The glimmering white, 100-room Festetics Palace was begun in 1745; the two wings were extended out from the original building 150 years later. Some 18 splendid rooms in the baroque south wing are now part of the Helikon Palace Museum, as is the palace’s greatest treasure, the Helikon Library, with its 100,000 volumes and splendid carved furniture.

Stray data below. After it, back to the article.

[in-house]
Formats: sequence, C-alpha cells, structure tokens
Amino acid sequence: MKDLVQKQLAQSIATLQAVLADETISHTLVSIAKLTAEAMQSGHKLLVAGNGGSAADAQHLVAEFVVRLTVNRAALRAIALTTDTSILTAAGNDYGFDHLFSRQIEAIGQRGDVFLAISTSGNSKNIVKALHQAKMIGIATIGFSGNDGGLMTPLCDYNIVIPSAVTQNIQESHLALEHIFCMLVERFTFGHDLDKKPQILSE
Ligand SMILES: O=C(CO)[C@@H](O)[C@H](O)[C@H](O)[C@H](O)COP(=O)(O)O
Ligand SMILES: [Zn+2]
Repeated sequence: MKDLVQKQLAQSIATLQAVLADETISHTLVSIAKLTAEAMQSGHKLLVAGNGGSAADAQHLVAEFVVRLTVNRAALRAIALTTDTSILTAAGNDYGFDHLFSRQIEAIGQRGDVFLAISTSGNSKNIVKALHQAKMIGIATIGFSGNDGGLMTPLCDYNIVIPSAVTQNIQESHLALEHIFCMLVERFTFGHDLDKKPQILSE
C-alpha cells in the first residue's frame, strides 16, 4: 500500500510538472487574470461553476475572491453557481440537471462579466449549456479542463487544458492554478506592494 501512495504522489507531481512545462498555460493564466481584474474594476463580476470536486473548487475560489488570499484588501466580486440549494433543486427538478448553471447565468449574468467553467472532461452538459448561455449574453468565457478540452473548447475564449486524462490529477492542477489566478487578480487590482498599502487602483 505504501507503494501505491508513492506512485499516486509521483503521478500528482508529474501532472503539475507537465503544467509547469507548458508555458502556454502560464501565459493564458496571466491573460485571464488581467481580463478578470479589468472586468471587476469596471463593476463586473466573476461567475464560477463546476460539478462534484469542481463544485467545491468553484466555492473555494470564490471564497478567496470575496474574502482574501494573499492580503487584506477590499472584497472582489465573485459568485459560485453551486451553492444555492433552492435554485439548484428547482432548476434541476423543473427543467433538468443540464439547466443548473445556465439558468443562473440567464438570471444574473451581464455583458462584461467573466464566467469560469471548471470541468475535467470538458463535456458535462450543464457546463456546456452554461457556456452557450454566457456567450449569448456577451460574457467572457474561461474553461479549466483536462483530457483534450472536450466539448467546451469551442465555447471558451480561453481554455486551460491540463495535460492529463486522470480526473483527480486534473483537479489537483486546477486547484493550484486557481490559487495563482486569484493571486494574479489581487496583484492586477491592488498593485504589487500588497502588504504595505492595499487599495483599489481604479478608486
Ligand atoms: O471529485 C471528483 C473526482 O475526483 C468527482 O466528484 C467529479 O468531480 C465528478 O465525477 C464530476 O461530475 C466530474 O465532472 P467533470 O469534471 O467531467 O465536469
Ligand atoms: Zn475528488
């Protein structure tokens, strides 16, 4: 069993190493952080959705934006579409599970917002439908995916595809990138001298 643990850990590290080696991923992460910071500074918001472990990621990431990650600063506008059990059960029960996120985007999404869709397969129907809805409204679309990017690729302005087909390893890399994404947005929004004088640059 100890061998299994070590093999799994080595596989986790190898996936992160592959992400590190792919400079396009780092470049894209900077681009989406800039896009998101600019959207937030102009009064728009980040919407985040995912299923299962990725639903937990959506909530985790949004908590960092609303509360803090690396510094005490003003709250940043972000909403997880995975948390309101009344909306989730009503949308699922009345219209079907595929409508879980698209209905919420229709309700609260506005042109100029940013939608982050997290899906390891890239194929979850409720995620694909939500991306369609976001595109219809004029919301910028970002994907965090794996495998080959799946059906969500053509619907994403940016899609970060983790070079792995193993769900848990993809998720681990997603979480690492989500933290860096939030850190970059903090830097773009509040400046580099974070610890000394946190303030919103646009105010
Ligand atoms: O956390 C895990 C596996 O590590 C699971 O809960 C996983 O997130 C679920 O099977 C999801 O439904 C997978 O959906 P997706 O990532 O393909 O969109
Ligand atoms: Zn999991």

Many of the decorative arts in the gilt salons were imported from England in the mid-1800s. The museum’s rooms, each in a different colour scheme, are full of portraits, bric-a-brac and furniture, much of it brought from England by Mary Hamilton, a duchess who married one of the Festetics men in the 1860s. The library is known for its enormous collection of books, but just as impressive is the golden oak shelving and furniture carved in 1801 by local craftsman János Kerbl. Also worth noting are the Louis XIV Salon with stunning marquetry, the mirrored dining hall, the Long Gallery with paintings, the oaken staircase and the private chapel (1804).